Open the door to highly influential people that you wouldn’t ordinarily be able to easily talk to or find. Networking offers you a great source of connections.
Strong partnerships build even stronger businesses. This is where networking comes in. Generating mutual interest with professional contacts is vital, because an extensive contact list without an unofficial relationship won’t benefit your or the other party.
“Networking has long been recognised as an effective platform for professionals and business people,” says Marie Yossava of local PR agency Grapevine Communications. “Despite the tools now at our disposal, helping to forge new relationships, the value of long-standing partnerships cannot be underestimated.”
“By regularly networking, and pushing yourself to talk to people you don’t know, you will achieve increased self-confidence,” says strategy consultant Kim Baird. “This is really important as a business owner, because your business growth is very dependent on talking to people and making connections.”
New ways to network are emerging all the time and they’re notalltechnology-based. Here are what some business leaders have learnt on their journey to success:
1. Make use of social media
Search for everyone you’ve gathered information on and follow them. If aren’t ready or are currently unable to meet the connection in person, social media is a great tool to stay in touch.
“With the advent of the Internet and social media, new ways of networking have overtaken personal interaction,” says Yossava. “Take LinkedIn, for example; a site designed specifically to connect members of the business community by allowing registered users to make contact, and share information with trusted industry peers. It has equally become an effective platform for acquiring new business.”
You shouldn’t let your networking only happen online though, as this is a way to initiate contact – not a long-term solution to relationship-building in business.
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2. Attend major industry events
Once you’ve made contact and you’re prepared to meet in person, take note of functions that could facilitate a fruitful connection.
“Make an initiative to attend events that you wouldn't normally. If you only go to things you like, you will never expand your horizons. Attending a variety of events allows you to meet people who can help you in different ways,” says CEO of the LaSalle Network, Tom Gimbel.
The annual Small Business Expo, for example, hosts a range of in-depth workshops across a broad range of strategic and practical business topics, as well as facilitates networking between entrepreneurs, business support services and investors. You can attend an event like this and find mentors, business partners and future employees.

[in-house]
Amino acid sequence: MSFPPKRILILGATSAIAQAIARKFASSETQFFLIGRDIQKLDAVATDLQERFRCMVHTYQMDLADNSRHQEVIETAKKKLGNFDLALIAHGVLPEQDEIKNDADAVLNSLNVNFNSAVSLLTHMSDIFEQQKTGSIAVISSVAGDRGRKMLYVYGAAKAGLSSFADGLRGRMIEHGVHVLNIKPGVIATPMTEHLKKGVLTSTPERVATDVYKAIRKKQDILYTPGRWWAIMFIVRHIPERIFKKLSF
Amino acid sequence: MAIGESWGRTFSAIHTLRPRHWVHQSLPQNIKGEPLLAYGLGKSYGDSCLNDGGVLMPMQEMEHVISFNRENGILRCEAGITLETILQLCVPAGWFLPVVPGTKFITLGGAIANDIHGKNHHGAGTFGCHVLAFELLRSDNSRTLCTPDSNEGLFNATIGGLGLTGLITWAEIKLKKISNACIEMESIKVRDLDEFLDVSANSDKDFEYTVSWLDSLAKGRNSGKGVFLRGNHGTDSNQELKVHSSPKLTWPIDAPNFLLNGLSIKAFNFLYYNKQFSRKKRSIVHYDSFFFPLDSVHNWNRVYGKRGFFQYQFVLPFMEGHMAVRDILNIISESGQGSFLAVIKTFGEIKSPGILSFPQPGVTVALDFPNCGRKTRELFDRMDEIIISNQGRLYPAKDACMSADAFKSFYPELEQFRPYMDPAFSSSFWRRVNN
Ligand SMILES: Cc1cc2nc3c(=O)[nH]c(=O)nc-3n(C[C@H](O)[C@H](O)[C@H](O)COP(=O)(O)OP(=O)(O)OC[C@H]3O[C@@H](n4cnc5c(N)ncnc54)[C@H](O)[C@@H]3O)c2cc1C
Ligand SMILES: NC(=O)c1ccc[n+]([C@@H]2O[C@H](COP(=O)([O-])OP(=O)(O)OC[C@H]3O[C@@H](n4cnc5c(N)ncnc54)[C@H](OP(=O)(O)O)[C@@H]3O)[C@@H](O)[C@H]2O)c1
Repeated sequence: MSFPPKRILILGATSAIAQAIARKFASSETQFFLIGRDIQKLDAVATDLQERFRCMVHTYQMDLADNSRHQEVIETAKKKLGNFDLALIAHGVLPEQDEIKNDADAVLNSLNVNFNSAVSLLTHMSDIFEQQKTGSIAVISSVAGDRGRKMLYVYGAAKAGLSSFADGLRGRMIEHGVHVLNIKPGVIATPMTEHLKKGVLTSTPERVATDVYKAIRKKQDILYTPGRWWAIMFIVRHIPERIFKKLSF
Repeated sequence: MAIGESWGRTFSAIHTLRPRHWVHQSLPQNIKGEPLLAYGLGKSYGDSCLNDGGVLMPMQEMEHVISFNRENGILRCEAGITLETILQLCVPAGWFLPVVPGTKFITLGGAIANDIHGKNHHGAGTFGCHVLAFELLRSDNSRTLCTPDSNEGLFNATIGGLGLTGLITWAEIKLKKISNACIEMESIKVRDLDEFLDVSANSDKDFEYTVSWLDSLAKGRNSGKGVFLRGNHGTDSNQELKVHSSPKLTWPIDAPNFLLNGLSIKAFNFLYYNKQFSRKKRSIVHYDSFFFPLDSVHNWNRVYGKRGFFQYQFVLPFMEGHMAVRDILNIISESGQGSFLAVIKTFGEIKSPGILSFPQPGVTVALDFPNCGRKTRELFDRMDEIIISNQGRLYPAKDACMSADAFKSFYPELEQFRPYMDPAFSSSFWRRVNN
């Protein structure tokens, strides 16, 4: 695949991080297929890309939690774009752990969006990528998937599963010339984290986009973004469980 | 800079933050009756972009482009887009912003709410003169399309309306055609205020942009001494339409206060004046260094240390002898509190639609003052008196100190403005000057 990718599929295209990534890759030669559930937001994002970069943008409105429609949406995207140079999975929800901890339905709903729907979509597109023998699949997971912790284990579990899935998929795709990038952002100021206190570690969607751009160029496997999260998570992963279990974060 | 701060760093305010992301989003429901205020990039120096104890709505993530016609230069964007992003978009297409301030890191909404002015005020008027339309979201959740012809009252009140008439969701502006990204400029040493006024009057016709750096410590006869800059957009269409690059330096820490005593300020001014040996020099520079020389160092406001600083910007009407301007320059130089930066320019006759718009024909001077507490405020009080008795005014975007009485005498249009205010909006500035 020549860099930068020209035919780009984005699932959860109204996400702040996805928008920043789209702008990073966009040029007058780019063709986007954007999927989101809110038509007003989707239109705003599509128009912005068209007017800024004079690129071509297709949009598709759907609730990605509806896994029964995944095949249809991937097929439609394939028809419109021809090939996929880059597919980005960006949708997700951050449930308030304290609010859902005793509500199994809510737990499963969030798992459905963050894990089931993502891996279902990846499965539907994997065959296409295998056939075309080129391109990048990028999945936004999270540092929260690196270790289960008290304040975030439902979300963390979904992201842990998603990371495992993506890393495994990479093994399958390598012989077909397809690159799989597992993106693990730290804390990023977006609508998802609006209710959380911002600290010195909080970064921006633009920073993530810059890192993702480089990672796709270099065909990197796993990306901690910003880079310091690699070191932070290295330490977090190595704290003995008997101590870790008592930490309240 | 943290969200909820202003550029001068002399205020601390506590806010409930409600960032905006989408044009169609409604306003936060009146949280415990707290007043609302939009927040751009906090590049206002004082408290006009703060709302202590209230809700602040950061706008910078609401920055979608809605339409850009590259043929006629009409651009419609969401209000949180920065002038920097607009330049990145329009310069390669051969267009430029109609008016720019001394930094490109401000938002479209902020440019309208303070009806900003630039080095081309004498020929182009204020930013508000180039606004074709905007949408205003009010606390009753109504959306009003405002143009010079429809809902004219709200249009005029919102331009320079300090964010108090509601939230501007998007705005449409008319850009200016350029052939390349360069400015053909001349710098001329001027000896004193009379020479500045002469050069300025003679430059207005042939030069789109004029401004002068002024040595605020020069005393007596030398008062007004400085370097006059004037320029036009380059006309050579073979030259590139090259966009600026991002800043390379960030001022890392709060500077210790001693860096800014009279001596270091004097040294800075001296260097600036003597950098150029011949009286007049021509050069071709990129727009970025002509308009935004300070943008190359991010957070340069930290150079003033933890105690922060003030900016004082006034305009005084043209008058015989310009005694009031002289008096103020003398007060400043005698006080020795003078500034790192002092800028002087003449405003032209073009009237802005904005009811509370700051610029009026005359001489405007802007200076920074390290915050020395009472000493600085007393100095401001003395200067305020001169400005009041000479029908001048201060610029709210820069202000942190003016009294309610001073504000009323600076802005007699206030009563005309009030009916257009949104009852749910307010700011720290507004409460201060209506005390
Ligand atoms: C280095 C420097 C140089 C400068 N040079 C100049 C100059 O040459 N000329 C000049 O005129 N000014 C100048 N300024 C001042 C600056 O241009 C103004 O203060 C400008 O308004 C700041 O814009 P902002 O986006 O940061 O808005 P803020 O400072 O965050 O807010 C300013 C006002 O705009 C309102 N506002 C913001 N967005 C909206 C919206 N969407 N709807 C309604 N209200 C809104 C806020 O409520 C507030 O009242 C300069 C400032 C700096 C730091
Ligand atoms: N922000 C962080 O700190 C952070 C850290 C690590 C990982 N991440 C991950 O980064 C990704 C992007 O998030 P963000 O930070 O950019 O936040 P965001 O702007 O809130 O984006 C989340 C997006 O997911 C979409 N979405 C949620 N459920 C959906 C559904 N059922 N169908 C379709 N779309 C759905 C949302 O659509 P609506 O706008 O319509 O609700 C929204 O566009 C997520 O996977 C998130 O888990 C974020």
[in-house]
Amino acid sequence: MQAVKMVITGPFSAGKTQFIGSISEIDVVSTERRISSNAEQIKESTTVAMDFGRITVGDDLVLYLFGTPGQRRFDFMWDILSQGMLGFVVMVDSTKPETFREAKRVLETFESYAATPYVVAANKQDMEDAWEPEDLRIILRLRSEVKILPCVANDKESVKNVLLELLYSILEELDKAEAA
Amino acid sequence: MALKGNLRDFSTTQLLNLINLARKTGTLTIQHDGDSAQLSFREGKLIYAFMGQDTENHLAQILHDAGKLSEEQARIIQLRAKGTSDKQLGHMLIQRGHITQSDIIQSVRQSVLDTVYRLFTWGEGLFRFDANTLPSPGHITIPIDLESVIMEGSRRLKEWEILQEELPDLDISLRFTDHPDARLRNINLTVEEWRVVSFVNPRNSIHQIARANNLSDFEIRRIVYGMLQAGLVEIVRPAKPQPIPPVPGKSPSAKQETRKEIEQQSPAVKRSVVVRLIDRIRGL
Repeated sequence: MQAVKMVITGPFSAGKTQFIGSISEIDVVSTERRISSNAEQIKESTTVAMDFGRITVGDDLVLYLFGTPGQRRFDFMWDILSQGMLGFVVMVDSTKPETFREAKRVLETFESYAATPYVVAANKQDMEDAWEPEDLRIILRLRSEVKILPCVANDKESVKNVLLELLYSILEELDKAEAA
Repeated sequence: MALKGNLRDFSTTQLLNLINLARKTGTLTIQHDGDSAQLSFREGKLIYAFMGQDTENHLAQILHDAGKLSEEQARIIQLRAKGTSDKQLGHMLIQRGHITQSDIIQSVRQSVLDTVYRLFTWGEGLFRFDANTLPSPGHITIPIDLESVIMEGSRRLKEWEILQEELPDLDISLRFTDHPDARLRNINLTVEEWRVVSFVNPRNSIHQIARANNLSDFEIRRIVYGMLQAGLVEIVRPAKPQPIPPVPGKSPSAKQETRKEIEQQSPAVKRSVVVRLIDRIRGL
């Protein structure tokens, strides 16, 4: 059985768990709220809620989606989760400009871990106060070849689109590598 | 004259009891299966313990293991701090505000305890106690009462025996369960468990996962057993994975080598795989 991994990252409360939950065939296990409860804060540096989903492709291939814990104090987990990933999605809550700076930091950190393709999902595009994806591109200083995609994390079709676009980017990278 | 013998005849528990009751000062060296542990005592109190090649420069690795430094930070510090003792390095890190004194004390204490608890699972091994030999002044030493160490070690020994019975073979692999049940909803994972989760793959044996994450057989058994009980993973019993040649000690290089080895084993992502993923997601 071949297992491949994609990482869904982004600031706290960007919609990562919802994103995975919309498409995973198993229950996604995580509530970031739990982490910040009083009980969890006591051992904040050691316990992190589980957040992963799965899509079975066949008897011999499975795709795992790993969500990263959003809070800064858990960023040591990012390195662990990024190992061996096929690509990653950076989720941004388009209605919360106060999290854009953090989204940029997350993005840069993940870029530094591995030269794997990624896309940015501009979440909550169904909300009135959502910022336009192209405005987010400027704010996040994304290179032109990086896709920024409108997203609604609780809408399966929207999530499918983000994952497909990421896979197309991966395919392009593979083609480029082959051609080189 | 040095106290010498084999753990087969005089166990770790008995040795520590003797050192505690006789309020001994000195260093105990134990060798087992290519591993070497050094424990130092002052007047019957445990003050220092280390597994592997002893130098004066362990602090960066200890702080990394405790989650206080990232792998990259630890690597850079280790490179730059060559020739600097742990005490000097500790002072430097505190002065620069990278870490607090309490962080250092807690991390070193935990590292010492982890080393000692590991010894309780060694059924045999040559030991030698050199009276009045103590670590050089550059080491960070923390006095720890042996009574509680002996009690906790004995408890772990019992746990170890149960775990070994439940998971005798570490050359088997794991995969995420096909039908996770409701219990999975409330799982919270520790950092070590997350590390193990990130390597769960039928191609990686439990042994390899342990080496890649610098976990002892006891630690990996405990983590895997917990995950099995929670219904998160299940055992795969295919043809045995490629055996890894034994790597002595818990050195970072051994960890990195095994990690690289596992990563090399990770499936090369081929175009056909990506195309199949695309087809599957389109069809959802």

3. Don’t limit your network
Not everyone you meet at events will be of immediate interest, but it doesn’t make the encounter pointless. Take this from Tom Farley, president of the New York Stock Exchange, into consideration:
“Sometimes it’s individuals completely outside your immediate sphere that end up being a connector or offering the savvy advice that propels you forward at a crucial junction,” he says. “The most successful people that I’ve met at the NYSE – including chairmen, CEOs, and heads of state – have the broadest and most interesting range of networks spanning industries, occupations, geographies and ideologies.”
Networking isn’t just for start-ups looking for investors to buy into their business ideas. It’s a vital tool for business growth, even at a later stage in your business’ life. You never know who you’ll meet at an industry event, come across online or somewhere you weren’t even looking. Be social, be bold, don’t limit your pool of connections – and you’ll soar.
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- Social media is a great place to identify specific people from particular organisations – make use of it (there are specific sites for this purpose).
- Make an effort to attend events you wouldn’t normally go to – expand your horizons (and contact list).
- Everyone at every level could come in handy one day – don’t disqualify people based on your (or their) industry or level of expertise.